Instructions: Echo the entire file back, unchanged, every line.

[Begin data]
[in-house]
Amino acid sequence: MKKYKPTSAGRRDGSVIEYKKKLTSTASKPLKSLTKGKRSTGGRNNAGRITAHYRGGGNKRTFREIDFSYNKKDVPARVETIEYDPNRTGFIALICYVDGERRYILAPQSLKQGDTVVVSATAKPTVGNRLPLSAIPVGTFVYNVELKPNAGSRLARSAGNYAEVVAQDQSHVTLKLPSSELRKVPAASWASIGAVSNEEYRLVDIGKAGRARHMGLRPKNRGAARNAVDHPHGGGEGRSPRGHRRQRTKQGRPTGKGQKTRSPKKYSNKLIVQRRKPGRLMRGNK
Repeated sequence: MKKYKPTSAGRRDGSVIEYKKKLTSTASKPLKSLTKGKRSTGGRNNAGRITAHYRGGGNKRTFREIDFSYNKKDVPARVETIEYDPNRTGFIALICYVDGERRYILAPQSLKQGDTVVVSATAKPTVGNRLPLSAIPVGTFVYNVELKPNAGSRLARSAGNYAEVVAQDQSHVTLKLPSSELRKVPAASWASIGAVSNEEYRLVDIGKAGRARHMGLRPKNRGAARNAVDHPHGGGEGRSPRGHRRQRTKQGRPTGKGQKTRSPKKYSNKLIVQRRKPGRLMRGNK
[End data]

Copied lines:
[in-house]
Amino acid sequence: MKKYKPTSAGRRDGSVIEYKKKLTSTASKPLKSLTKGKRSTGGRNNAGRITAHYRGGGNKRTFREIDFSYNKKDVPARVETIEYDPNRTGFIALICYVDGERRYILAPQSLKQGDTVVVSATAKPTVGNRLPLSAIPVGTFVYNVELKPNAGSRLARSAGNYAEVVAQDQSHVTLKLPSSELRKVPAASWASIGAVSNEEYRLVDIGKAGRARHMGLRPKNRGAARNAVDHPHGGGEGRSPRGHRRQRTKQGRPTGKGQKTRSPKKYSNKLIVQRRKPGRLMRGNK
Repeated sequence: MKKYKPTSAGRRDGSVIEYKKKLTSTASKPLKSLTKGKRSTGGRNNAGRITAHYRGGGNKRTFREIDFSYNKKDVPARVETIEYDPNRTGFIALICYVDGERRYILAPQSLKQGDTVVVSATAKPTVGNRLPLSAIPVGTFVYNVELKPNAGSRLARSAGNYAEVVAQDQSHVTLKLPSSELRKVPAASWASIGAVSNEEYRLVDIGKAGRARHMGLRPKNRGAARNAVDHPHGGGEGRSPRGHRRQRTKQGRPTGKGQKTRSPKKYSNKLIVQRRKPGRLMRGNK